L4 Based Operating Systems
L4 provides an minimal set of mechanisms to applications
running on top of it. To be able to develop applications on top
of L4 for common hardware, one needs some basic services. These
range from minimal support libraries to fully-fledged operating-system
personalities. The latter class includes complete (virtualised)
operating systems for legacy support.
Currently supported L4-based OS environments
The Genode OS Framework is a tool kit for
building highly secure special-purpose operating systems. It scales from
embedded systems with as
little as 4 MB of memory to highly dynamic general-purpose workloads.
Genode is based on a recursive system structure. Each program runs in a
dedicated sandbox and gets granted only those access rights and resources that
are needed for its specific purpose. Programs can create and manage
sub-sandboxes out of their own resources, thereby forming hierarchies where
policies can be applied at each level. The framework provides mechanisms to
let programs communicate with each other and trade their resources, but only
in strictly-defined manners. Thanks to this rigid regime, the attack surface
of security-critical functions can be reduced by orders of magnitude compared
to contemporary operating systems.
The framework aligns the construction principles of L4 with Unix philosophy.
In line with Unix philosophy, Genode is a collection of small building blocks,
out of which sophisticated systems can be composed. But unlike Unix, those
building blocks include not only applications but also all classical OS
functionalities including kernels, device drivers, file systems, and protocol
- CPU architectures: x86 (32 and 64 bit), ARM
- Kernels: most members of the L4 family
Linux, and a custom kernel
- Virtualization: VirtualBox (on NOVA), L4Linux (on Fiasco.OC), and a
custom runtime for Unix software
- Over 100 ready-to-use
Genode is open source and commercially supported by
- L4Re is the user-level infrastructure running on top of the
Fiasco.OC kernel, providing support for applications and virtualization.
- Lightweight component framework developed at NICTA,
originally for NICTA::Pistachio-embedded, later ported to seL4.
- L4Linux is a port of Linux to the L4 µ-kernel.
L4Linux runs as an L4 server in user-mode, side-by-side with other
L4 applications (e.g. real-time components). It is currently running on
x86 and ARM and it is binary compatible with the native Linux
- Qualcomm's feature phone OS was ported to OKL4 and this version shipped from about 2006.
Obsolete or unsupported OS environments
- Mungi Single-Address-Space OS
- A single address space operating system (SASOS) on top of
L4. The goal of the project is to show that a SASOS can work on
standard hardware, can be made as secure as traditional systems, is
not inherently less efficient that traditional systems, and that for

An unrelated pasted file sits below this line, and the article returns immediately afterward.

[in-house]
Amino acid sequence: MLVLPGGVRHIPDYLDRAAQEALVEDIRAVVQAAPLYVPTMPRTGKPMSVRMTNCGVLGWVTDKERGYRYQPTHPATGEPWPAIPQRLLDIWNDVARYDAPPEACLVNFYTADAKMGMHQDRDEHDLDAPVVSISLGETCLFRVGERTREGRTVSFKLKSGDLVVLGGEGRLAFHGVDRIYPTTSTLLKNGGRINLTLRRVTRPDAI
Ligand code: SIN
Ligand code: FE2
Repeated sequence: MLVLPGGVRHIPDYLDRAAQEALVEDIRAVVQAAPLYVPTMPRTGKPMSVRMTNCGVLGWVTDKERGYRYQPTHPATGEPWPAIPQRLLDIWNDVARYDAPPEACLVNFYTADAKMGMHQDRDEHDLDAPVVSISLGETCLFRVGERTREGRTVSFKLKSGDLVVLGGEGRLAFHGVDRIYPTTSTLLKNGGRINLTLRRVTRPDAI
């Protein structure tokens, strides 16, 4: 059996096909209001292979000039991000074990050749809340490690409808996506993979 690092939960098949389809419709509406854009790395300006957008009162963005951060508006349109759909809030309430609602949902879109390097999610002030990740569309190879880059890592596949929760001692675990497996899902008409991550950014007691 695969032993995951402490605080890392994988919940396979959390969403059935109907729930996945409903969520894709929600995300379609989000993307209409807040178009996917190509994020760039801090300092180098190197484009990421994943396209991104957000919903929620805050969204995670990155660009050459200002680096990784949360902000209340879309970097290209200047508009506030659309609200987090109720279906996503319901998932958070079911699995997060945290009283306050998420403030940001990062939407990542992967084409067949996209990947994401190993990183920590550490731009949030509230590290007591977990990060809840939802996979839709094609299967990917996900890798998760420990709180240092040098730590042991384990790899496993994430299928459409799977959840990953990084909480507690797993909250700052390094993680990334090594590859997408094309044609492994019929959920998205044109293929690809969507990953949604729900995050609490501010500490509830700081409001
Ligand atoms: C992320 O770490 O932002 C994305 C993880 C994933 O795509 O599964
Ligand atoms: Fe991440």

some classes of important applications it delivers performance
advantages over traditional systems.
Iguana is designed as a base for the provision of operating system
(OS) services on top of the L4 microkernel, presently the Version 4
API as implemented by L4Ka::Pistachio, and we are observing ongoing
developments of a security-enhanced L4 API; Iguana's design is meant
to be easily adapted to new APIs. It provides the underlying OS for
Wombat, our port of Linux to L4.
Iguana borrows many ideas from the Mungi operating system,
however it is designed, primarily, for use in embedded
systems. The implications of this are:
- Iguana complements, rather than hides the underlying L4
API. It provides services virtually every OS environment requires,
such as memory and protection management, and a device driver
- the memory and cache footprints of Iguana are kept small;
- low-overhead sharing of data is supported;
- Iguana attempts to provide the best possible performance on
typical embedded processors. In particular, it supports the
separation of protection and translation that is a feature of some
embedded processors, such as ARM cores, by encouraging a
non-overlapping address-space layout.
- Wombat is a port of Linux 2.6 to run on top of the Iguana L4
based operating system. It is aimed at embedded systems and designed
to be cross-platform, currently running on IA32, ARM and
MIPS64. Unlike some other Linux ports, it uses the native Linux
scheduler to determine scheduling policy of Linux applications.
- Security critical applications like electronic signatures,
online banking, or e-government do not only need secure
cryptography, but also a trustworthy platform that reliably
separates different applications from each other and that comes
with a user interface that ensures that Trojan horses cannot
intercept the user authorization (e.g., a passphrase). PERSEUS is
an open-source project that shows that this can be achieved with
much less programming effort and more flexibility than typically
- Kenge is a minimal library environment that has been developed for the L4Ka::Pistachio kernel and focuses
on platform independence.
- E1 Distributed
- E1 is a distributed operating system project based on the
concepts of object replication, component model support, and
persistence. To provide applications with transparent access to all
resources of the computer network, state and functionality of
operating syste components and application software are encapsulated
by distributed objects.